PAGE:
Cape Town’s office property sector follows its residential market leader
Cape Town’s commercial property market has not only proven its resilience during a year of economic and political instability, but has emerged as the country’s star performer in this market.
According to the MSCI Direct Property Index for the first six months of 2017, commercial property in the City of Cape Town delivered a total return of 6.2%. This refers to standing investments and excludes developments and transactions.
Although vacancies in the CBD are on the “high side” at 10%, Erwin Rode of Rode & Associates says this is due to the city’s popularity with developers and investors.
“In decentralised areas, vacancies are between 5% and 6 %, or the best in the country. Thus, Cape Town office space follows the lead of its booming residential market. However, in spite of the low vacancies, rentals generally managed to grow at little more than the inflation rate.”On the Rode vacancy scale, industrial vacancies in the Cape Peninsula are at the “top end of low”, enabling rentals to grow at rates slightly higher than inflation. However, in real terms, Rode does not expect growth in market rentals over the next few years.
The city’s industrial sector outperformed others in the first six months of 2017 with a total return of 8.2%, says Phil Barttram, executive director at MSCI. The 8.2% total return was driven by an income return of 4.4% and capital growth of 3.7%. Cape Town’s industrial vacancy rate remains very low, and in June 2017 stood at 1.5% across the 66 properties forming part of the IPD South Africa Property Index sample as at June 2017, he says.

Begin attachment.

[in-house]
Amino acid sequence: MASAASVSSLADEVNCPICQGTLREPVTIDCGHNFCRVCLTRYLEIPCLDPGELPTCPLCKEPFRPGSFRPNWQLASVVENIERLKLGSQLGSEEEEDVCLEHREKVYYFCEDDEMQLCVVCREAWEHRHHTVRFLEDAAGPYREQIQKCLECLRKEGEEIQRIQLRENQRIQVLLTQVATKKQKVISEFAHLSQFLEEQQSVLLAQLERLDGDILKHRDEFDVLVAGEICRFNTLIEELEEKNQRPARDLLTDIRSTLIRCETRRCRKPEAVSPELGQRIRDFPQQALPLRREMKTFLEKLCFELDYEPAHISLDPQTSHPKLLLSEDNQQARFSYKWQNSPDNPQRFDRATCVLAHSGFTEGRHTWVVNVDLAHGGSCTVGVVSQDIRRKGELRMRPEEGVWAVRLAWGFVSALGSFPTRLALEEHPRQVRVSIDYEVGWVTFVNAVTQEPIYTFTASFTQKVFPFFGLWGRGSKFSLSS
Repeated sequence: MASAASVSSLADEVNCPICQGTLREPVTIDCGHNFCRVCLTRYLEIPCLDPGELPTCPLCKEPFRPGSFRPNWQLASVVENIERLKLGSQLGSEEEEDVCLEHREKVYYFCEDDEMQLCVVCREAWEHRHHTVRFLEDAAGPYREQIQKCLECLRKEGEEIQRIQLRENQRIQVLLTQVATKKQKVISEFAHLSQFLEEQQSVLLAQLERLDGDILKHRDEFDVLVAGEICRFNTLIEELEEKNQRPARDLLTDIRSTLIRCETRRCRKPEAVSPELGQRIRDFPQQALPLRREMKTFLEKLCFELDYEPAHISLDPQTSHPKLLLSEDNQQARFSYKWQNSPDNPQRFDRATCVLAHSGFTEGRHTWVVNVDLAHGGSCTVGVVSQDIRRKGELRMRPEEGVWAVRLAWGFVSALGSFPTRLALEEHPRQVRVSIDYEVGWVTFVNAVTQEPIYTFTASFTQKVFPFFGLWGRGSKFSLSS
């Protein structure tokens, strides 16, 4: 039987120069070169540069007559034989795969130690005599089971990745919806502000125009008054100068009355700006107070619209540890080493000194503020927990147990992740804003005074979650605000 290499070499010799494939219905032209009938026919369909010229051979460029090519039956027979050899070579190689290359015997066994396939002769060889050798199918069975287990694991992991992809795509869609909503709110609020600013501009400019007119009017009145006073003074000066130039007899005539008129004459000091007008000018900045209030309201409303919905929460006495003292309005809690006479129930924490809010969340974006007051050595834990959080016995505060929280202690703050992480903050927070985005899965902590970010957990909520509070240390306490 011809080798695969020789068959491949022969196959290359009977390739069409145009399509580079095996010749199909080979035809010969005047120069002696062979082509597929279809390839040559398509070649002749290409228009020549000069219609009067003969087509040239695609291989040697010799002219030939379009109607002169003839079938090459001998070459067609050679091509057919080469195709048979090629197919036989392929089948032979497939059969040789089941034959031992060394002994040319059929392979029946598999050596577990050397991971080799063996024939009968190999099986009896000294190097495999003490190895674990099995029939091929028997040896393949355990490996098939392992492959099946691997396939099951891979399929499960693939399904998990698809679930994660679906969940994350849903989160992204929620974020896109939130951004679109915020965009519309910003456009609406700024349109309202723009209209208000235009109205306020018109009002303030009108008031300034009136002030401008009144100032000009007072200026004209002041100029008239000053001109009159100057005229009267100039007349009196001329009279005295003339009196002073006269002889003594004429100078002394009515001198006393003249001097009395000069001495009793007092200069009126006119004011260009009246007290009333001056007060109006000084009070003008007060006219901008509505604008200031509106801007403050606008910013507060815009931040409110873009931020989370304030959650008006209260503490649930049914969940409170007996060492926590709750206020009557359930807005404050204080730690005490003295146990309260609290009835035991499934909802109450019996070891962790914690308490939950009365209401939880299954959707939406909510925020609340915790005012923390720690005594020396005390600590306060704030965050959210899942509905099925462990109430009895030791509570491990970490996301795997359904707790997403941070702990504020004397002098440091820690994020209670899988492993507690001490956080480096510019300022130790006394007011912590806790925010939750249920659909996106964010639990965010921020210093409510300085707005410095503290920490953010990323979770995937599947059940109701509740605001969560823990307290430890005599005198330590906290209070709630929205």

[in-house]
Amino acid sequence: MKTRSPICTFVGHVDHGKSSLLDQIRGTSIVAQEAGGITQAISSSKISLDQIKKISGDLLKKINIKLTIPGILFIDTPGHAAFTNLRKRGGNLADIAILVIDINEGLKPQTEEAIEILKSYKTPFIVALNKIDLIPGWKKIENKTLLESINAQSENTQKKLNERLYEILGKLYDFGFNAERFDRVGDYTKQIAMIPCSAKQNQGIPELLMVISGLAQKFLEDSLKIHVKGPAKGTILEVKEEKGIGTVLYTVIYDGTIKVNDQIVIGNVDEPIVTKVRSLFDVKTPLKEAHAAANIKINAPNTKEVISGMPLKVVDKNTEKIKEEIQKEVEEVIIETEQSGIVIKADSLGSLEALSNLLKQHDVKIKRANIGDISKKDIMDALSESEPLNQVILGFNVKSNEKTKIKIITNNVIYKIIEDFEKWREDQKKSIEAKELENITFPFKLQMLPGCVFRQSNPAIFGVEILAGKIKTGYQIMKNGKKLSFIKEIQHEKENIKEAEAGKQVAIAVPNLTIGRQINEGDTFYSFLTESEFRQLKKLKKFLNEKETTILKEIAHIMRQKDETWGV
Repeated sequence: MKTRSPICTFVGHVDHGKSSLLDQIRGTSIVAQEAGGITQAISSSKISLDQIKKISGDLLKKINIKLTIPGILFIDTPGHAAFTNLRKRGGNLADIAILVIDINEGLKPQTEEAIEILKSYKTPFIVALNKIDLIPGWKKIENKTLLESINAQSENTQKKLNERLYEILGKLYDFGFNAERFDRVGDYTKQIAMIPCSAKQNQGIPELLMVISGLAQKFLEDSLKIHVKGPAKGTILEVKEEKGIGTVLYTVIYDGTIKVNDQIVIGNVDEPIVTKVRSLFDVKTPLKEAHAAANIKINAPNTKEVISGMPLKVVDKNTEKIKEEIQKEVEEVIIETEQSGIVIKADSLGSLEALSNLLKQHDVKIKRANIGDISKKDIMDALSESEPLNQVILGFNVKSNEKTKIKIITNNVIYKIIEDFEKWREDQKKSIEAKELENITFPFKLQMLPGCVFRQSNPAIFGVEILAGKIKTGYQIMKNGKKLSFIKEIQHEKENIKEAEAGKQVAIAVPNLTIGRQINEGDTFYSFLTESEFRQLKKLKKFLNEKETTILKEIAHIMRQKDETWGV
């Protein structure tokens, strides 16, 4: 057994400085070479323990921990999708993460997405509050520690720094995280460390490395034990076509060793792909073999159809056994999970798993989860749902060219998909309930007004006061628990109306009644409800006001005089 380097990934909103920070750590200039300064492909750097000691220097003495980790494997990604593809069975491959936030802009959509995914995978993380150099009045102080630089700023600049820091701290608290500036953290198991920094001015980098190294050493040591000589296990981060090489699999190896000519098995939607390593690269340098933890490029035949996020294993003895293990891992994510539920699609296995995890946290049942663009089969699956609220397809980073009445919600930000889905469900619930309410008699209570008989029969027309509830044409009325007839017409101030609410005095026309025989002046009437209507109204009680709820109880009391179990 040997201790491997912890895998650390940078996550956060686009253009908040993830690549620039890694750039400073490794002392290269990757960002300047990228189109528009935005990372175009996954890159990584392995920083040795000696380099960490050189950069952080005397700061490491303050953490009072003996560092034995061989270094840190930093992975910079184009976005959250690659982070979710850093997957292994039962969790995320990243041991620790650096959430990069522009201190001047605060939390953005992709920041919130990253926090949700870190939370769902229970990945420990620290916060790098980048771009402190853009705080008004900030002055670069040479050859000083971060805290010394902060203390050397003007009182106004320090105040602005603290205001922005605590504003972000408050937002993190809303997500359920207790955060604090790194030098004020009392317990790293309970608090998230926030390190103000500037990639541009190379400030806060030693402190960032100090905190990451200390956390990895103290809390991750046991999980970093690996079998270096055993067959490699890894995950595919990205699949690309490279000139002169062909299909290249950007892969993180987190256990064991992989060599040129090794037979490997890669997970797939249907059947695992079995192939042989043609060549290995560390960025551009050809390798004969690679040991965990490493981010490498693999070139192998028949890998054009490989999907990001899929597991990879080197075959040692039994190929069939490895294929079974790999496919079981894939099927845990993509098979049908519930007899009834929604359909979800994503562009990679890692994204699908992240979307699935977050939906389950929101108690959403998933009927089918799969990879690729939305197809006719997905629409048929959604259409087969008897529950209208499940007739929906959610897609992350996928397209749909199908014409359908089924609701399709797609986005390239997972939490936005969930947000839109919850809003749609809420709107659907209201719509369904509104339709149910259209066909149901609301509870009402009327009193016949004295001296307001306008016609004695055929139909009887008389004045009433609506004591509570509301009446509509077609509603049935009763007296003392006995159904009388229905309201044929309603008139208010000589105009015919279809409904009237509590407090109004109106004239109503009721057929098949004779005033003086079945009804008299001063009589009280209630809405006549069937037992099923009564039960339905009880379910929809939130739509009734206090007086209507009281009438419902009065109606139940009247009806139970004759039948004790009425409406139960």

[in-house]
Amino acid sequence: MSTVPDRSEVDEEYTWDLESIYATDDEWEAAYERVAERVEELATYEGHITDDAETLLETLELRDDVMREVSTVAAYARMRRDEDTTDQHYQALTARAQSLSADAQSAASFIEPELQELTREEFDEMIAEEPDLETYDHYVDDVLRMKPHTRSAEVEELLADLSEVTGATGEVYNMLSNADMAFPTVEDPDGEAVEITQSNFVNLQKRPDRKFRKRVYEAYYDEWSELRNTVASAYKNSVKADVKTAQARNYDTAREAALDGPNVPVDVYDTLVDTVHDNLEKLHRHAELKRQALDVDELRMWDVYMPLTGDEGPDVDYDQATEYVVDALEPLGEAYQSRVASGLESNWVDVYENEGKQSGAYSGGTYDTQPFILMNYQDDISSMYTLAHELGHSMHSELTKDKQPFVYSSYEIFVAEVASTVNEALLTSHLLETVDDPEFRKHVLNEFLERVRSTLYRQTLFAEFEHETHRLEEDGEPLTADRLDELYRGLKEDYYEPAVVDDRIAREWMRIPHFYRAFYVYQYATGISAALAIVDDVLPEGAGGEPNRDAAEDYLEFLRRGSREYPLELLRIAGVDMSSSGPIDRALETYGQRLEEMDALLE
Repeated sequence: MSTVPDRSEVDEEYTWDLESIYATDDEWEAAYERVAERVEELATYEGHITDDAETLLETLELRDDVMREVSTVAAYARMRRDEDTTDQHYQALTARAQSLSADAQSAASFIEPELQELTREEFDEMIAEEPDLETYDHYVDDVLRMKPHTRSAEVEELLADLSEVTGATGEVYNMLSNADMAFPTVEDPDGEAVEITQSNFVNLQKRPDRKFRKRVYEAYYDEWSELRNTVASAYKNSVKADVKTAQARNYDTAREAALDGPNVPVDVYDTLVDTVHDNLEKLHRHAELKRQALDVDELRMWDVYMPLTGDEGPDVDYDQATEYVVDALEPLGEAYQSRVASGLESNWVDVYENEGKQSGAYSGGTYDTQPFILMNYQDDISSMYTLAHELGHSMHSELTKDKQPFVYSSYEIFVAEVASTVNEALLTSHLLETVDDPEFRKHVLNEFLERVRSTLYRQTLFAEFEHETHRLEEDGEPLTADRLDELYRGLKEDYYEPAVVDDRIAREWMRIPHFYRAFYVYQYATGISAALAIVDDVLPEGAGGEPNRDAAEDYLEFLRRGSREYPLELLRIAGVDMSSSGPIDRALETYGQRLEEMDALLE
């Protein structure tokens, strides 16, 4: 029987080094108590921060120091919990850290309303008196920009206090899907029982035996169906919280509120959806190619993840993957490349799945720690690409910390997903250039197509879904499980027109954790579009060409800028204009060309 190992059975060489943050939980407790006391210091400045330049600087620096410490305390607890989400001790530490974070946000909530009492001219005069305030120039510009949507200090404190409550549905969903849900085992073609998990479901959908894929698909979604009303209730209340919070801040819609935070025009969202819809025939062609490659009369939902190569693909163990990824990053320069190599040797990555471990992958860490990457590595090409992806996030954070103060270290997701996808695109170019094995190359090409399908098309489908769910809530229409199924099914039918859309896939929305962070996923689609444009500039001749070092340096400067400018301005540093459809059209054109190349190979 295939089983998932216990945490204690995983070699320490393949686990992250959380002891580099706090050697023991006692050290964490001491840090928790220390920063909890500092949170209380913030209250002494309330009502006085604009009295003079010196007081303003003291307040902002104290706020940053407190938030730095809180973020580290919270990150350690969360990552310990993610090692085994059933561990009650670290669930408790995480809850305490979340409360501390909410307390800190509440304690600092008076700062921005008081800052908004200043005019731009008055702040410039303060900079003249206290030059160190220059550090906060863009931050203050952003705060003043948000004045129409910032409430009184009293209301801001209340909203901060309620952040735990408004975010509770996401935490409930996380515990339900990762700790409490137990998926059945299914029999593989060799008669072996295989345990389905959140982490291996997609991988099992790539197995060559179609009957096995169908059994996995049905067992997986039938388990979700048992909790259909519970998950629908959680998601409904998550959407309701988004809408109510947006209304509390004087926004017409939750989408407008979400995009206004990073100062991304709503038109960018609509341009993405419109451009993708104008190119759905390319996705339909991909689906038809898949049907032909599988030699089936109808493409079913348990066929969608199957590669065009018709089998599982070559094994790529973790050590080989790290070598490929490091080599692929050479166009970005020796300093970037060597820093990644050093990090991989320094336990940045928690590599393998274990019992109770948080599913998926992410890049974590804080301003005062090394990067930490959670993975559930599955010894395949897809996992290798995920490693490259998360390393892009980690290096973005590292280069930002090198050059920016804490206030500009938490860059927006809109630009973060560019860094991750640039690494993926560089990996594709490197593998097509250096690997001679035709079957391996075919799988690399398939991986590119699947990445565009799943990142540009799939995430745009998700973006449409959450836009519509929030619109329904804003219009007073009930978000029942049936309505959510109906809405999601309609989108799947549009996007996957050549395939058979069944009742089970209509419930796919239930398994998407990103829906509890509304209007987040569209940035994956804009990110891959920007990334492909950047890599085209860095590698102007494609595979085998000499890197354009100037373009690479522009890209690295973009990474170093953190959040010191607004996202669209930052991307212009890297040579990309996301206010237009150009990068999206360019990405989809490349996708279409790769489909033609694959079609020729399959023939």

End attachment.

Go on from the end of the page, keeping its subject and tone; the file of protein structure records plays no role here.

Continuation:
“Cape Town’s office market performed well during the first half of 2017, bucking the trend observed in Joburg and Durban. One reason for the performance is a low vacancy rate of 4.3% in properties forming part of the IPD index sample as at June 2017.
“The Sapoa Office Vacancy Survey pegs the current office vacancy rate for Cape Town at 6.8%. This is significantly lower than the national office vacancies of 11.2%, with several Cape Town office nodes recording single digit vacancies. The only node with a vacancy rate in excess of 10% was the CBD at 10.3% – lower than other major CBD markets.”
The city’s commercial market has proven to be quite resilient so far this year, agrees Broll’s head of broking, Sean Berowsky. Prime office spaces in the V&A Waterfront and Claremont have been “stand out performers” in Cape Town this year, with record rents achieved for long-term leases. The under supply of “real quality” in Claremont and the attractiveness of the V&A are reasons for these achievements.
“The maturing of the Century City Bridgeways Urban Square has been a highlight together with the repurposing of some older A and B-grade office stock into residential developments,” he says.
Looking ahead to 2018, Berowsky says a lack of policy uncertainty, an expected further ratings downgrade, and near to zero economic growth does not augur well for any positive outcome. However, student residential still requires greater supply at the correct price point and high street retail “looks attractive” in the CBD and the south-bound axis along Woodstock, Salt River, Observatory, and Rondebosch.
“(This is) due to additional high rise residential property coming through which will attract more feet and benefit the retail sector along these nodes”
Vacancy rates in larger shopping malls and rental growth will be “under pressure” as consumers are expected to be financially pressed in 2018, Berowsky says.